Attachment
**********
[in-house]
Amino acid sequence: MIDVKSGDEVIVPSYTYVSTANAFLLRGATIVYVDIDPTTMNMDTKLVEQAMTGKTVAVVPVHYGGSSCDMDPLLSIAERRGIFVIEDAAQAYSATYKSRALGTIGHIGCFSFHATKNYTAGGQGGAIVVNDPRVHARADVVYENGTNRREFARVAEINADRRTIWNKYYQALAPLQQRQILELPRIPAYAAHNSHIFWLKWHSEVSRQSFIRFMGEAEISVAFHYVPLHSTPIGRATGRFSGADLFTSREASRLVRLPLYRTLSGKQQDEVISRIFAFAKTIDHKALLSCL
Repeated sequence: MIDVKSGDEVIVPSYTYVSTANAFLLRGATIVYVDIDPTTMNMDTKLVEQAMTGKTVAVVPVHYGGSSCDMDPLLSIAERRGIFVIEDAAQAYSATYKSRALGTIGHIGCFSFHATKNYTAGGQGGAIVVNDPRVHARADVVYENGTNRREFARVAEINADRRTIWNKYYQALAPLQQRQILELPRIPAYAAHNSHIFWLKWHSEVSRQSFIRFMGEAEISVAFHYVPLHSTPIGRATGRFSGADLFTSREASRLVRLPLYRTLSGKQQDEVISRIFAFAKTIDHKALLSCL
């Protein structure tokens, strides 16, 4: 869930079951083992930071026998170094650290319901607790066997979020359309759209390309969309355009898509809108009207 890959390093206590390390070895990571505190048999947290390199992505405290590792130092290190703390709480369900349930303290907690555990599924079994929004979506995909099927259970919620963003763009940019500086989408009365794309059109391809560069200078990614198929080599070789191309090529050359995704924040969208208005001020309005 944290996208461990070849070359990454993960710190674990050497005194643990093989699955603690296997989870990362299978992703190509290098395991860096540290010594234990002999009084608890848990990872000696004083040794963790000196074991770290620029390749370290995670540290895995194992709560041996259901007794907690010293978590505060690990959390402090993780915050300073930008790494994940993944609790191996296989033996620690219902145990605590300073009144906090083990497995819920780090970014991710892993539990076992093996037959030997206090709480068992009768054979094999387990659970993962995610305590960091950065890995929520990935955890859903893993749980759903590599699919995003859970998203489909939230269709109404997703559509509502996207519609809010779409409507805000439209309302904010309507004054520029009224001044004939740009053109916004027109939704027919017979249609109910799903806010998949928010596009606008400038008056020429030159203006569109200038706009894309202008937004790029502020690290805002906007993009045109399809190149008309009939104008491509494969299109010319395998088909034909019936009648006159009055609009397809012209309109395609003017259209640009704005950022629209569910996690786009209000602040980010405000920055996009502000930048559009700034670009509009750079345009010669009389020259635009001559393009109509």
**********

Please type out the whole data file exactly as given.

[in-house]
Amino acid sequence: MIDVKSGDEVIVPSYTYVSTANAFLLRGATIVYVDIDPTTMNMDTKLVEQAMTGKTVAVVPVHYGGSSCDMDPLLSIAERRGIFVIEDAAQAYSATYKSRALGTIGHIGCFSFHATKNYTAGGQGGAIVVNDPRVHARADVVYENGTNRREFARVAEINADRRTIWNKYYQALAPLQQRQILELPRIPAYAAHNSHIFWLKWHSEVSRQSFIRFMGEAEISVAFHYVPLHSTPIGRATGRFSGADLFTSREASRLVRLPLYRTLSGKQQDEVISRIFAFAKTIDHKALLSCL
Repeated sequence: MIDVKSGDEVIVPSYTYVSTANAFLLRGATIVYVDIDPTTMNMDTKLVEQAMTGKTVAVVPVHYGGSSCDMDPLLSIAERRGIFVIEDAAQAYSATYKSRALGTIGHIGCFSFHATKNYTAGGQGGAIVVNDPRVHARADVVYENGTNRREFARVAEINADRRTIWNKYYQALAPLQQRQILELPRIPAYAAHNSHIFWLKWHSEVSRQSFIRFMGEAEISVAFHYVPLHSTPIGRATGRFSGADLFTSREASRLVRLPLYRTLSGKQQDEVISRIFAFAKTIDHKALLSCL
């Protein structure tokens, strides 16, 4: 869930079951083992930071026998170094650290319901607790066997979020359309759209390309969309355009898509809108009207 890959390093206590390390070895990571505190048999947290390199992505405290590792130092290190703390709480369900349930303290907690555990599924079994929004979506995909099927259970919620963003763009940019500086989408009365794309059109391809560069200078990614198929080599070789191309090529050359995704924040969208208005001020309005 944290996208461990070849070359990454993960710190674990050497005194643990093989699955603690296997989870990362299978992703190509290098395991860096540290010594234990002999009084608890848990990872000696004083040794963790000196074991770290620029390749370290995670540290895995194992709560041996259901007794907690010293978590505060690990959390402090993780915050300073930008790494994940993944609790191996296989033996620690219902145990605590300073009144906090083990497995819920780090970014991710892993539990076992093996037959030997206090709480068992009768054979094999387990659970993962995610305590960091950065890995929520990935955890859903893993749980759903590599699919995003859970998203489909939230269709109404997703559509509502996207519609809010779409409507805000439209309302904010309507004054520029009224001044004939740009053109916004027109939704027919017979249609109910799903806010998949928010596009606008400038008056020429030159203006569109200038706009894309202008937004790029502020690290805002906007993009045109399809190149008309009939104008491509494969299109010319395998088909034909019936009648006159009055609009397809012209309109395609003017259209640009704005950022629209569910996690786009209000602040980010405000920055996009502000930048559009700034670009509009750079345009010669009389020259635009001559393009109509």